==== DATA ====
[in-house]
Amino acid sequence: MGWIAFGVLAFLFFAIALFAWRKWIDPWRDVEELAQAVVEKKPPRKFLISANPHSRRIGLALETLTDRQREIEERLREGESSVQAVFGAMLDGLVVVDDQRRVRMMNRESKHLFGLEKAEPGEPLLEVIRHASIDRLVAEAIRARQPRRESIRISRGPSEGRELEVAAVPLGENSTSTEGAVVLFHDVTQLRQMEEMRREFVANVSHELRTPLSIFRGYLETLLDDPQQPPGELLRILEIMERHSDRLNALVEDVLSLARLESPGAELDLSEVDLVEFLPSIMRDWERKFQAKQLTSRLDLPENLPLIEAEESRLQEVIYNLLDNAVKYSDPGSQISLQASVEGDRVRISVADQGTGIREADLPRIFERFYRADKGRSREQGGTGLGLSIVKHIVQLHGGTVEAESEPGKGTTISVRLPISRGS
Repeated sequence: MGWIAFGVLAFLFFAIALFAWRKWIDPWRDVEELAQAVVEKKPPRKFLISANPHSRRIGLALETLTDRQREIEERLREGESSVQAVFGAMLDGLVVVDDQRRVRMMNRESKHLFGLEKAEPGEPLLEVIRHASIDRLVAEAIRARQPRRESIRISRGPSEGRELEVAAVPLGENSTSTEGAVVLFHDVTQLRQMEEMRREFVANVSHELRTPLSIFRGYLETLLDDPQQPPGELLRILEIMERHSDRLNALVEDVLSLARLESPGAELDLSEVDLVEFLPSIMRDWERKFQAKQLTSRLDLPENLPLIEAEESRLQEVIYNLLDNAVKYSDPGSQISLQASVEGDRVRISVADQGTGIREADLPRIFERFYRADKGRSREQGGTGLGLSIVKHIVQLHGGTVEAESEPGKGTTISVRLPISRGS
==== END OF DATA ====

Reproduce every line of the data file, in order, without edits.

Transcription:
[in-house]
Amino acid sequence: MGWIAFGVLAFLFFAIALFAWRKWIDPWRDVEELAQAVVEKKPPRKFLISANPHSRRIGLALETLTDRQREIEERLREGESSVQAVFGAMLDGLVVVDDQRRVRMMNRESKHLFGLEKAEPGEPLLEVIRHASIDRLVAEAIRARQPRRESIRISRGPSEGRELEVAAVPLGENSTSTEGAVVLFHDVTQLRQMEEMRREFVANVSHELRTPLSIFRGYLETLLDDPQQPPGELLRILEIMERHSDRLNALVEDVLSLARLESPGAELDLSEVDLVEFLPSIMRDWERKFQAKQLTSRLDLPENLPLIEAEESRLQEVIYNLLDNAVKYSDPGSQISLQASVEGDRVRISVADQGTGIREADLPRIFERFYRADKGRSREQGGTGLGLSIVKHIVQLHGGTVEAESEPGKGTTISVRLPISRGS
Repeated sequence: MGWIAFGVLAFLFFAIALFAWRKWIDPWRDVEELAQAVVEKKPPRKFLISANPHSRRIGLALETLTDRQREIEERLREGESSVQAVFGAMLDGLVVVDDQRRVRMMNRESKHLFGLEKAEPGEPLLEVIRHASIDRLVAEAIRARQPRRESIRISRGPSEGRELEVAAVPLGENSTSTEGAVVLFHDVTQLRQMEEMRREFVANVSHELRTPLSIFRGYLETLLDDPQQPPGELLRILEIMERHSDRLNALVEDVLSLARLESPGAELDLSEVDLVEFLPSIMRDWERKFQAKQLTSRLDLPENLPLIEAEESRLQEVIYNLLDNAVKYSDPGSQISLQASVEGDRVRISVADQGTGIREADLPRIFERFYRADKGRSREQGGTGLGLSIVKHIVQLHGGTVEAESEPGKGTTISVRLPISRGS